ScrumMaster Checklist Digital - TEMPLATE
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An Example Checklist for ScrumMasters
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Michael James
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(mj4scrum@gmail.com)
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14 September 2007
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(Revised 2 Feb 2016)
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A Full Time Facilitator?
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An adequate ScrumMaster can handle two or three teams at a time. If you're content to limit your role to
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organizing meetings, enforcing timeboxes, and responding to the impediments people explicitly report, you can
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get by with part time attention to this role. The team will probably still exceed the baseline, pre-Scrum expectation
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at your organization, and probably nothing catastrophic will happen.
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But if you can envision a team that has a great time accomplishing things no one previously thought possible,
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within a transformed organization, consider being a great ScrumMaster.
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A great ScrumMaster can handle one team at a time.
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We recommend one dedicated ScrumMaster per team of about seven when starting out.
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If you haven't discovered all the work there is to do, tune in to your Product Owner, your team, your team's
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engineering practices, and the organization outside your team. While there's no single prescription for everyone,
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I've outlined typical things I've seen ScrumMasters overlook. Please mark each box with √, ∆, ?, or N/A, as
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described on the last page.
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Part I -- How Is My Product Owner Doing?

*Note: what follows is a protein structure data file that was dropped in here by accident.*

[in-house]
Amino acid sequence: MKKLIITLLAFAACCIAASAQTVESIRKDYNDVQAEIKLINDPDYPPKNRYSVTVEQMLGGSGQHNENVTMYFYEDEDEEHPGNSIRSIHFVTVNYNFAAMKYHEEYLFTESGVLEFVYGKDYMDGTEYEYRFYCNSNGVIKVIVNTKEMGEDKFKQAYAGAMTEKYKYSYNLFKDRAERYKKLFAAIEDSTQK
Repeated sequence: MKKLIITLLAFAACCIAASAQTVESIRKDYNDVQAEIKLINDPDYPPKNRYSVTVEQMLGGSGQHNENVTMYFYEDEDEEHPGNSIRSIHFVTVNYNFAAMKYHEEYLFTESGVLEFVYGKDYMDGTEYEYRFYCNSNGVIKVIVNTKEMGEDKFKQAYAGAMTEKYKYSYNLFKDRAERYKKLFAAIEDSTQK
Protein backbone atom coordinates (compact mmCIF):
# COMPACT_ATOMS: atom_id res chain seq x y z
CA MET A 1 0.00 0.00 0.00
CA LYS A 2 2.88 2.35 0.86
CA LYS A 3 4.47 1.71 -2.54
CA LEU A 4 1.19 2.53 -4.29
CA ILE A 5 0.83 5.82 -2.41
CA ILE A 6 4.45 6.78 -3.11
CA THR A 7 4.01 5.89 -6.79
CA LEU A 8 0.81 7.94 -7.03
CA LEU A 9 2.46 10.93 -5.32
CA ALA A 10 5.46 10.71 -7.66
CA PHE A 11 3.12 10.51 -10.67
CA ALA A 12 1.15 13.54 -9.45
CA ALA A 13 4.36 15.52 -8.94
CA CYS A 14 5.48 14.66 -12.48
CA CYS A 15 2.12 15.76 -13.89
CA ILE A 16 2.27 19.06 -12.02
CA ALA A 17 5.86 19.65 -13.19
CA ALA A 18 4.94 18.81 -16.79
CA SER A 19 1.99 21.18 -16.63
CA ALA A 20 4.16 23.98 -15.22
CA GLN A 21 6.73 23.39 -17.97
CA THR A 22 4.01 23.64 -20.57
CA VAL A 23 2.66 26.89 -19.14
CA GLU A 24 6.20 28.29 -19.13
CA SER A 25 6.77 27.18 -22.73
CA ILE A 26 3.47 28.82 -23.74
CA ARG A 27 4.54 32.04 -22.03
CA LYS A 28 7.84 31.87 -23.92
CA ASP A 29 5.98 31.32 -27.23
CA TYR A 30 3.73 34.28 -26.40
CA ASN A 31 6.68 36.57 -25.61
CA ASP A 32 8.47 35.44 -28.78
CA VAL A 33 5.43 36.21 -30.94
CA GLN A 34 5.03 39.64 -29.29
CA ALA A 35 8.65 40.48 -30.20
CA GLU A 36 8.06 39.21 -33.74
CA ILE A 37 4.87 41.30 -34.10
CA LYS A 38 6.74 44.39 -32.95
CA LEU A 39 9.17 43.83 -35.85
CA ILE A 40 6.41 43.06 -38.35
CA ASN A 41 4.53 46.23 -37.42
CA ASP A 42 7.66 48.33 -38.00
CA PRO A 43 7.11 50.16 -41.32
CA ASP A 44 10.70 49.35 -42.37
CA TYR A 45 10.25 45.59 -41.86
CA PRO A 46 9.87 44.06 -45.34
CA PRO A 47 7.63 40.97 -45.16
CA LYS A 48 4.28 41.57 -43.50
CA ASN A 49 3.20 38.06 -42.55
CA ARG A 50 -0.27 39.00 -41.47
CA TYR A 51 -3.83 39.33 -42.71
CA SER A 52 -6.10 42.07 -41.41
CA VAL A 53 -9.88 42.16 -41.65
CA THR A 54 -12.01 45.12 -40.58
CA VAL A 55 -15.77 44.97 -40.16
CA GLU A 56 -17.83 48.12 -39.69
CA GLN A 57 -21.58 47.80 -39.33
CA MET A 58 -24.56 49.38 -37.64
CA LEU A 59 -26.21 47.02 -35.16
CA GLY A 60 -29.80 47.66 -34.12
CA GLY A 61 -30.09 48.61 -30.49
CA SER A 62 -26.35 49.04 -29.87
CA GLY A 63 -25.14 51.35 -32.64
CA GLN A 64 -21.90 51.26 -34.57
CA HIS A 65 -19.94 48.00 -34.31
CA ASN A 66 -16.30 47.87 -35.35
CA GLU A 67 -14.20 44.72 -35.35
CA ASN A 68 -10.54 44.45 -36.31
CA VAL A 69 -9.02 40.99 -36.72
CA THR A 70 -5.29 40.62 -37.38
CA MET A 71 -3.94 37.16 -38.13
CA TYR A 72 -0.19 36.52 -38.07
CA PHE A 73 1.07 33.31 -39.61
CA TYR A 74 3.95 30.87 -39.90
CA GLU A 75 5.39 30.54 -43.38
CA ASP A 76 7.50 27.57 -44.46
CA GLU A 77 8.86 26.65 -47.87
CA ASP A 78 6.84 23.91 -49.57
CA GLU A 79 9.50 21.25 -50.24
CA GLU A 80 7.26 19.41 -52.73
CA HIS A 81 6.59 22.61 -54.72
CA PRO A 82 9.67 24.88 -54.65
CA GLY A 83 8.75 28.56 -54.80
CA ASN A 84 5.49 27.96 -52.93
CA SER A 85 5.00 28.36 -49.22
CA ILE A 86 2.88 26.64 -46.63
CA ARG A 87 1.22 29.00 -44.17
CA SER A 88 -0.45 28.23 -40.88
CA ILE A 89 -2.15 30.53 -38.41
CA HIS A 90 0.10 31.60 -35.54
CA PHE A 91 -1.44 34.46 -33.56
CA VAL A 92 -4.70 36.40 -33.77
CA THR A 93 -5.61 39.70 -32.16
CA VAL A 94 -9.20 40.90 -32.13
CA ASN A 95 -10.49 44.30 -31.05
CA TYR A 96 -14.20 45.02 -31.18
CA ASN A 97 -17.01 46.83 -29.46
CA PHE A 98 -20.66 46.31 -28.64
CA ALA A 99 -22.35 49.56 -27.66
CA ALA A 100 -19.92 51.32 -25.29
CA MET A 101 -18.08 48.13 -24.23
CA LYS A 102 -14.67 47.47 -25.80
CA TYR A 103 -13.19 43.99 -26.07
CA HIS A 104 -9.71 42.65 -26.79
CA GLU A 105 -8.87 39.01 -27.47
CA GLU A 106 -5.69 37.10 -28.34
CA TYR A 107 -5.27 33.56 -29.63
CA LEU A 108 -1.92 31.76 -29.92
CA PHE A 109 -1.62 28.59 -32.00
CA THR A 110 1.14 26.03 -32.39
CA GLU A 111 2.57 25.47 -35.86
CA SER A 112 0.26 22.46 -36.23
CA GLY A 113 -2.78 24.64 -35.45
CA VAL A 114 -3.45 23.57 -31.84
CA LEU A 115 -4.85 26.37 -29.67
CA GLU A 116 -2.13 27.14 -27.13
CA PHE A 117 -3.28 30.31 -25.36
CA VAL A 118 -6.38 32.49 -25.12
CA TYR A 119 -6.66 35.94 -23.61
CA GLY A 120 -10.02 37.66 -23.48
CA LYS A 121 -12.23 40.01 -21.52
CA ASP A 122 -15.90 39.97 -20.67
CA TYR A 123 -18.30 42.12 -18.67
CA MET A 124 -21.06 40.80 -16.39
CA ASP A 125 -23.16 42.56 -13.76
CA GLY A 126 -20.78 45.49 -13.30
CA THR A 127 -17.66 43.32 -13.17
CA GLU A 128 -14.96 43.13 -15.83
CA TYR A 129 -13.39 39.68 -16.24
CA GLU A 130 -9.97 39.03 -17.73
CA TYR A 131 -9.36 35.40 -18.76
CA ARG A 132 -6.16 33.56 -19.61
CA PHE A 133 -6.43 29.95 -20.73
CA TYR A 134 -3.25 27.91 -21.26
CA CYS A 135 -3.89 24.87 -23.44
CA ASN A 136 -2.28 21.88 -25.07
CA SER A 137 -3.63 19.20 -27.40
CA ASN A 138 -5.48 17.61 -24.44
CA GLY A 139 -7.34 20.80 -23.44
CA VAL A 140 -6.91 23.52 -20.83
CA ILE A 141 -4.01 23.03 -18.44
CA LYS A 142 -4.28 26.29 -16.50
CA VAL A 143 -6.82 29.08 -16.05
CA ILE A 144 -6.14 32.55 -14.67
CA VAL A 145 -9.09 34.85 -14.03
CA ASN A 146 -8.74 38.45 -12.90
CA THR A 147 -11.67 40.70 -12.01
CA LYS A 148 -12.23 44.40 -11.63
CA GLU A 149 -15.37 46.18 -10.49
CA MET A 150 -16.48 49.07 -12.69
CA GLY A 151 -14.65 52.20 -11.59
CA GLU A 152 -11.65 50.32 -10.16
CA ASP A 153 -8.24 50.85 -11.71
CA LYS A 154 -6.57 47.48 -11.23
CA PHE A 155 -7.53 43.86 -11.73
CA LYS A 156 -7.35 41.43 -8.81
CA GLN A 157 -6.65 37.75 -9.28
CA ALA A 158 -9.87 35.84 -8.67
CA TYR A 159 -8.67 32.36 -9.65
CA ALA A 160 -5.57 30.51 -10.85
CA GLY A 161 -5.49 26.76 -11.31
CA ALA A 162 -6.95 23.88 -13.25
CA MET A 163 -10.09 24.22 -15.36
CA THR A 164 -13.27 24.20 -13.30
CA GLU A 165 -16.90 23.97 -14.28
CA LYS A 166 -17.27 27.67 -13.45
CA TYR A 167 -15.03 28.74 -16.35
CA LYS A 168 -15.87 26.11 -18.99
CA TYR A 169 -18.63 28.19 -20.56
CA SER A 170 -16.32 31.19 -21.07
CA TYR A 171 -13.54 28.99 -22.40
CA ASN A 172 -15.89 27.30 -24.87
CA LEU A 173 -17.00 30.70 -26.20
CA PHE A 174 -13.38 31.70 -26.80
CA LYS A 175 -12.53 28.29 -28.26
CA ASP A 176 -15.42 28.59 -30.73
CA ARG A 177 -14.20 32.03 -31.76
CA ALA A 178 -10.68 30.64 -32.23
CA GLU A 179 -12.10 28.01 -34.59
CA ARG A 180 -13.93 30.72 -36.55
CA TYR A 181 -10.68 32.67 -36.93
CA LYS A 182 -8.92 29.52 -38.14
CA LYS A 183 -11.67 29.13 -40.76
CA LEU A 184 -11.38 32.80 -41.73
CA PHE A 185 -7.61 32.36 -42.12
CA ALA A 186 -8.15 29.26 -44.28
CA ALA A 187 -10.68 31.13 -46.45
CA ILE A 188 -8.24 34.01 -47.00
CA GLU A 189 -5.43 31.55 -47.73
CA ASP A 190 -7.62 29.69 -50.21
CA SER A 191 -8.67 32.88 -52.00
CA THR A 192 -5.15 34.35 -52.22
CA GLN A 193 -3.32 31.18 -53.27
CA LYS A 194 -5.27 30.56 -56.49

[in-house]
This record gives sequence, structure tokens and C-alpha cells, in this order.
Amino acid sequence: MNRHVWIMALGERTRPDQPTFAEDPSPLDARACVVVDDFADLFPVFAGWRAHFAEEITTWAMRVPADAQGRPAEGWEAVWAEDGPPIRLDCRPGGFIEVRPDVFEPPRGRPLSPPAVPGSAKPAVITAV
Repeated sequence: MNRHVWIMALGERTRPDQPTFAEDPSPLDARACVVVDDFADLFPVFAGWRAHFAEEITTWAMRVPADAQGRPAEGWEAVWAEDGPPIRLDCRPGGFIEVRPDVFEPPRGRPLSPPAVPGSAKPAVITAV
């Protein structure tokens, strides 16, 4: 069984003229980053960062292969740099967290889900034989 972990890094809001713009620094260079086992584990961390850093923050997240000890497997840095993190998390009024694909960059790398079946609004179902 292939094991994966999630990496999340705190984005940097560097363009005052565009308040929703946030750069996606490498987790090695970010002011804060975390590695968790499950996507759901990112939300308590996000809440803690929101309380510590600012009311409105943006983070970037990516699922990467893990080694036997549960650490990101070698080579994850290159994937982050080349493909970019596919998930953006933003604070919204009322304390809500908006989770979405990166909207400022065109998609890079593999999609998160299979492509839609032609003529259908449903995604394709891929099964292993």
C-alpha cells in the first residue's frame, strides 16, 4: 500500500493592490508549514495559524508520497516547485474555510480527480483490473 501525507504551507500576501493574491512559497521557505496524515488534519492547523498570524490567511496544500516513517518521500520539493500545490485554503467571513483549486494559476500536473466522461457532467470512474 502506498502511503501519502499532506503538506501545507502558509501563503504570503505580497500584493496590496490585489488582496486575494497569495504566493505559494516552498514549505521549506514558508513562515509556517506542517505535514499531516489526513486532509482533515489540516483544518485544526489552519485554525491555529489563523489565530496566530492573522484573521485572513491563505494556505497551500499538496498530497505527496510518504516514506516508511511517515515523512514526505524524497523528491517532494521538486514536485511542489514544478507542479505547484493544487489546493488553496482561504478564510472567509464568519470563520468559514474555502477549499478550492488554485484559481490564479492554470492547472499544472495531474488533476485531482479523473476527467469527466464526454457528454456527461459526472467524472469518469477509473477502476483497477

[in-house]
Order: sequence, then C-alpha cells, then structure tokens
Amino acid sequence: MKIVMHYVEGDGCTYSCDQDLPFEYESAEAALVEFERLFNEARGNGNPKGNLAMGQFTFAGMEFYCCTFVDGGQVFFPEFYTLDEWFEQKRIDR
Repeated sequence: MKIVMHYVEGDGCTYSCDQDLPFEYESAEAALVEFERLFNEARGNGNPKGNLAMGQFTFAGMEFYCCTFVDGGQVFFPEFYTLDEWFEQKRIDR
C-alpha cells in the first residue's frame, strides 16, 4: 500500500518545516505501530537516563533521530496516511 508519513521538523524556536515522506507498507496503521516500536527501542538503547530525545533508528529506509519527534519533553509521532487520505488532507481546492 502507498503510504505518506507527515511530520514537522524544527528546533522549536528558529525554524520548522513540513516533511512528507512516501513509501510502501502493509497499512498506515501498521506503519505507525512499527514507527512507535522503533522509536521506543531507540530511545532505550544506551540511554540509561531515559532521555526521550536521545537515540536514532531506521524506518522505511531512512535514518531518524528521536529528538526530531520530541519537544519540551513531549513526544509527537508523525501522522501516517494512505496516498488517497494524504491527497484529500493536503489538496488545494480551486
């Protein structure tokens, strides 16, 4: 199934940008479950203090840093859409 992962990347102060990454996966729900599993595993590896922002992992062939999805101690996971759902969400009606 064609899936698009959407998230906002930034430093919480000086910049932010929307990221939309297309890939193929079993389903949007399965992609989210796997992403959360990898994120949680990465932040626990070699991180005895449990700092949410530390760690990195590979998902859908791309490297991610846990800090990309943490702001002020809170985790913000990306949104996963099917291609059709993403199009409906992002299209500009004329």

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ScrumMasters improve Product Owner effectiveness by helping them find ways to maintain the Product Backlog
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and release plan. (Note that the Product Owner is the one responsible for the prioritized backlog.)
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Is the Product Backlog prioritized according to his/her latest thinking?
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Are requirements and desirements from all stakeholders captured in the Product Backlog? Remember: the
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backlog is emergent.
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Is the Product Backlog a manageable size? To maintain a manageable number of items, keep things more
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granular towards the top, with general epics at the bottom. It's counterproductive to overanalyze too far past
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the top of the Product Backlog. Your requirements will change in an ongoing conversation between the
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developing product and the stakeholders/customers.
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Could any requirements (especially those near the top of the Product Backlog) be better expressed as
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independent, negotiable, valuable, estimable, small, and testable user stories¹?
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Have you educated your Product Owner about technical debt and how to avoid it? One piece of the puzzle
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may be to write automated test and refactoring into the definition of "done" for each backlog item.
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Is the backlog an information radiator, immediately visible to all stakeholders?
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If you're using an automated tool for backlog management, does everyone know how to use it easily?
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Automated management tools introduce the danger of becoming information refrigerators without active